My kid is grownup now but yeah, I did censor her reading material. She still got into my romance books eventually though.

Madeline Mora-Summonte said...

I'm not a parent, but what I like about what you're doing is how you're reading, or have already read, the books you're hesitant about. You're not just saying "no" based on reviews, etc - you're informed and that's crucial.

So love how you and your daughter talked and cried about TFIOS. :)

Suzi said...

No way are you a bad parent for letting her read TFIOS. What you did is great. And being able to share that love of reading is wonderful.

I plan on keeping up with what my kids read. It's so much easier being a reader myself. I've got a few years to go until then though.

David P. King said...

I can't say I'll censor what my kids read, but I do want to know what they're reading and have a conversation about it, at least. You approached this in a great way. :)

Charity Bradford said...

I think you've got it just right. We have to look at each of our children individually. Their maturity, their ability to work things through, etc. There are things I let my 14 and 16 year old read that I've asked my 11 year old to wait another year or two. A lot happens in those short years and the reading of those books will be a different experience. A 14 year old can appreciate things that might scar an 11 year old for life! And yet, some 11 year olds might be just fine. Plus, getting to talk things over with them when they do read it is such an amazing experience!

Sorry to ramble!

Cassie Mae said...

I'm jealous you have someone in your family you can share your love for reading with. I don't think it's a problem at all because you warned her of the content, then gave her the opportunity to make the decision HERSELF, which is AMAZING parenting.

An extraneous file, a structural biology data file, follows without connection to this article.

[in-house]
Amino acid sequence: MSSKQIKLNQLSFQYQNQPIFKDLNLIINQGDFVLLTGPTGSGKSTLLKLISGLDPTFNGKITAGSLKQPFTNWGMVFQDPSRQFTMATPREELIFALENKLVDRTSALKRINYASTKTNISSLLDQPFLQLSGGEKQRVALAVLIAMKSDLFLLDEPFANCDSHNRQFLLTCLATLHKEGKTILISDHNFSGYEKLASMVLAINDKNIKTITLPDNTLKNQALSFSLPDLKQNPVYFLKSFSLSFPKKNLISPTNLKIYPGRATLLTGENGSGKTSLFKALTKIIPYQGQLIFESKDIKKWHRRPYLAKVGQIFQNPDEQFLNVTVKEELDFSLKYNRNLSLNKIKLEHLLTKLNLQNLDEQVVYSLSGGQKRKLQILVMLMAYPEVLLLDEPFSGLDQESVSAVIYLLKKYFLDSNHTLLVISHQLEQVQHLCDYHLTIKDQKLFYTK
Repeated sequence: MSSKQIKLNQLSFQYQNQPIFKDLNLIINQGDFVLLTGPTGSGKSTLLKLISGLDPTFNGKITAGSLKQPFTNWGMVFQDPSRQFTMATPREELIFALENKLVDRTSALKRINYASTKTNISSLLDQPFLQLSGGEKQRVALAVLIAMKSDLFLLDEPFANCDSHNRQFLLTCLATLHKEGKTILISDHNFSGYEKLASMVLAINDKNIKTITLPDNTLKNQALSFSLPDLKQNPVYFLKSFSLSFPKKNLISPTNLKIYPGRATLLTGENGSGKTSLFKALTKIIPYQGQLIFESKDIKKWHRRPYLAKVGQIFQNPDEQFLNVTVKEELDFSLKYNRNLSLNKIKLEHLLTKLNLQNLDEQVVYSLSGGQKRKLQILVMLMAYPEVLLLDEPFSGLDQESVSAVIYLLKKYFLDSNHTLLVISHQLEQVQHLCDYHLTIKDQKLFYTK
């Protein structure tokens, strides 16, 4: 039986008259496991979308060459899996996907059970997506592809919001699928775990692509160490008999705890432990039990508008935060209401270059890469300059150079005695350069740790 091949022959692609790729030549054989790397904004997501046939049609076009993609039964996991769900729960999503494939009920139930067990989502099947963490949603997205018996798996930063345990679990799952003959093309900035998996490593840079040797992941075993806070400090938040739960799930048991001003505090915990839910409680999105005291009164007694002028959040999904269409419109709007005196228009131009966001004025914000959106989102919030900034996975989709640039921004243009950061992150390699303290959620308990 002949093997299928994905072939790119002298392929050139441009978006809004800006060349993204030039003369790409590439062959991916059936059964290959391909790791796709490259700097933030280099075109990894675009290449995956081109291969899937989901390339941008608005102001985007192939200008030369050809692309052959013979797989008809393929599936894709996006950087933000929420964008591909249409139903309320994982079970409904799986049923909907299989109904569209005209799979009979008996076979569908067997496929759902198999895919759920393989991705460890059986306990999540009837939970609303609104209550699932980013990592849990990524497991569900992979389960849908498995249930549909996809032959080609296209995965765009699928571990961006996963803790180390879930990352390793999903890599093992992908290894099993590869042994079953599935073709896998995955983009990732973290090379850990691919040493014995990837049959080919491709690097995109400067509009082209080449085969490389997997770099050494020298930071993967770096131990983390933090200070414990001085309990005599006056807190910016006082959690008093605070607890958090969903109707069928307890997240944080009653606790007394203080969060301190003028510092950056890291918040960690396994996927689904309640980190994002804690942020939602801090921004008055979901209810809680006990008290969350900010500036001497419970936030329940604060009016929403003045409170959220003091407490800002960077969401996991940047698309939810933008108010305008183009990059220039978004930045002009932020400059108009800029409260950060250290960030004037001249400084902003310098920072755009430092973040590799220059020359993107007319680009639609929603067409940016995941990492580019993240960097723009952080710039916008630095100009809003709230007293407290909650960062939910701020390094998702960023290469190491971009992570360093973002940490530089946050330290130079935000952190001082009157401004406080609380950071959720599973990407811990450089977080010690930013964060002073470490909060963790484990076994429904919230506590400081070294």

J. A. Bennett said...

Oh man, I don't know if I want my kids reading that book, even if I love it! So I know what you mean. Awesome for you talking about it though. I think that's the real key, being involved in it. Great song choice, again. Now I know how you do it :D

Rachel Schieffelbein said...

I think you have to do what feels right for each kid. My oldest (who's only nine yet) is quite sensitive. I'm excited for her to read Wonder, which is MG, but I'm worried it would upset her, even though overall it's heartwarming it has a lot of sadness, too. If she really begged me to read, I'd probably let her. But otherwise, I'll hold on to it. As moms we usually know what our kids can handle.
PS. I loved TFIOS!

S.K. Anthony said...

I was able to share my reading experiences with my mother growing up, and we still do. Of course now there is no censorship either, so we discuss a wide range of books. I love it.

My twins are only three years old, but I will probably pay attention to what they read. As parents, I think we're responsible for what they learn and these books can teach our kids many many things. I think you're doing great and I hope to follow in your footsteps ;)

Donna K. Weaver said...